10 Words You're Definitely Using Wrong
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10 Words You’re Definitely Using Wrong

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Hey, you’re using that word wrong. Yeah, you!

The English language is far from a simple concept. There’s actually a lot of room for error, and whether you’re aware of it or not, I can almost guarantee that you make a slew of mistakes on a daily basis. It’s so easy to mix up words without realizing it. We all know that person who mixes up “they’re” with “their,” or my personal pet peeve,  “too” with “to.”

Without being an annoying grammar Nazi who corrects people’s spelling without them asking for it, I’m going to try my best to help clarify a couple of words that you’re definitely not using correctly. Make sure to bookmark this page and come back to is as a reference when needed.

  1. EFFECT/AFFECT

Effect is a noun, while affect is a verb. Like, “the weather affects old Jack’s knee pain”, but “the weather has an effect on old Jack’s knee pain”. So, if you can put a ‘the’ or ‘an’ or any other sort of noun-related prefix in front of the word, then you should use effect.

  1. CITE/SITE

You can cite a site, but you can’t site a cite. A site refers to a location or place. There are camping sites, websites, and a whole bevy of site possibilities. Cite, on the other hand, is a verb that’s used to quote or reference something. You know, like a citation. You can cite this article when arguing with your friends about correct word usage.

  1. EXCEPT/ACCEPT

“You accept the charges when your dad calls from prison, except on weekends when your step dad is around.”

Here’s an easy way to remember the difference between these two: except comes from exception. As in, excluding something or leaving it out. Accept, on the other hand, is to receive, admit, or take on something. You accept the charges when your dad calls from prison, except on weekends when your step dad is around.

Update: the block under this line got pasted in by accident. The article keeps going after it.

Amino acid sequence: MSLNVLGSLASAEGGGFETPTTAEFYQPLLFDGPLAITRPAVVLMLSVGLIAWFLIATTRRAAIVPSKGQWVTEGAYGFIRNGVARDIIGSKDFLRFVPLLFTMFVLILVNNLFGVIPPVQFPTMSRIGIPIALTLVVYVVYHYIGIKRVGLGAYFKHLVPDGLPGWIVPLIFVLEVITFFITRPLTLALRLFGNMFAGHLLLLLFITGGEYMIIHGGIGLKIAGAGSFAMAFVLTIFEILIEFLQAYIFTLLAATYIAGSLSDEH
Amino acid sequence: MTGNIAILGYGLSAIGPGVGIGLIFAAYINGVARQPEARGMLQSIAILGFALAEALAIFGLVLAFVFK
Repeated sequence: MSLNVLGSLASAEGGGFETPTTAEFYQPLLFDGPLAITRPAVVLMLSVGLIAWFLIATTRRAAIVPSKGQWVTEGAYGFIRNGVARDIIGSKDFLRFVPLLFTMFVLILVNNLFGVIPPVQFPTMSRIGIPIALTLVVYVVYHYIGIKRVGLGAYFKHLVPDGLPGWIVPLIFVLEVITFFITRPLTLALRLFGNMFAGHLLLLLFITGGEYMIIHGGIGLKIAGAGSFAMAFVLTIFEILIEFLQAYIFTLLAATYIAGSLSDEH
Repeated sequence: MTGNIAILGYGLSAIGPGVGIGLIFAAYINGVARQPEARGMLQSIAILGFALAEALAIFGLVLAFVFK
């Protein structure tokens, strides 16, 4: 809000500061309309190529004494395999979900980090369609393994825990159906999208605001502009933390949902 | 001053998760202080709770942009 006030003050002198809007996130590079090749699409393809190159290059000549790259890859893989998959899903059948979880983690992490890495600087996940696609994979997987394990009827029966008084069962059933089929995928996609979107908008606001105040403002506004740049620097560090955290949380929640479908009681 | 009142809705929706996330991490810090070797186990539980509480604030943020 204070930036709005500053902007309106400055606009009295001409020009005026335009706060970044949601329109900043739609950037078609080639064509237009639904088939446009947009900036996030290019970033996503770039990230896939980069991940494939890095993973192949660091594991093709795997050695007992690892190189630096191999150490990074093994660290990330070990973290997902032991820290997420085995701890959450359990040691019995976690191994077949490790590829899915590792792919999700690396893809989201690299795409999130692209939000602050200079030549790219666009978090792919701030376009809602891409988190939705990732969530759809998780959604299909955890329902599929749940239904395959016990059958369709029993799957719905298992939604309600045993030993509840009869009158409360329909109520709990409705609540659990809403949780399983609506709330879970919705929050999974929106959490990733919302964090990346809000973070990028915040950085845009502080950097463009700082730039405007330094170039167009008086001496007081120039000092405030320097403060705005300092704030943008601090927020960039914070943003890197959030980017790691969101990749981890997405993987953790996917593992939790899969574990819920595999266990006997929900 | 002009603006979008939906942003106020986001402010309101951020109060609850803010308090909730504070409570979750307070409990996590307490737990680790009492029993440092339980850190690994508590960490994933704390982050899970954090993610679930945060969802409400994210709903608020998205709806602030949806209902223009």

1. DISCREET/DISCRETE

See those two E’s next to each other in the word discreet? What sort of secrets are they telling? They must be plotting something. They’re being discreet. Discrete means separate, divided, or distinct.

  1. I.E./E.G.

If you want to add more information to a sentence, you’re likely to use one of these two abbreviations. However, people often use them interchangeably when they actually mean very different things. I.E. means “in other words” or “which is to say”, while E.G. means “for example”.

  1. PEEK/PEAK

This one can be particularly tricky because so many people are used to the phrase “sneak peek”. It just feels natural to spell it as “sneak peak”, but that actually makes no sense whatsoever. A peek is a small glimpse or taste of something, while a peak refers to the highest point of something. You can take a peek at the peak of a mountain.

  1. WAIVE/WAVE

If you waive something, that means you’re surrendering it. You can waive your rights or your salary or a slew of other things. A wave, on the other hand, can refer to a wave of water heading in a specific direction, or waving hello to someone on the street who you thought was waving at you but was actually waving at the person right behind you.

“If you waive something, that means you’re surrendering it.”

  1. PHASE/FAZE

If something doesn’t faze you, that means it doesn’t bother you. As in, “the bee sting on his eyeball didn’t even seem to faze him.” Meanwhile, a phase is something you go through, like when you went through that weird phase where you’d get turned on by bees stinging you on the eyeball.

  1. GAUNTLET/GAMUT

I’ll be honest, I always thought these two meant the same thing until doing some research for this article. The phrases “run the gauntlet” and “run the gamut” are both technically possible, but I always just pictured a punishing obstacle course when hearing either. Turns out I was only thinking of gauntlet, which is an old style of punishment. Gamut, meanwhile, means a range or spectrum. When something runs the gamut, it covers every possibility.

  1. DISINTERESTED/UNINTERESTED

People often mix these two words up, because they assume that they mean the same things. In fact, to be disinterested in something means you’re impartial to it or have no personal interest in the matter. To be uninterested means that you’re bored or indifferent to something. You’d absolutely want a judge to be disinterested, but it’s probably not a great thing if they’re uninterested.

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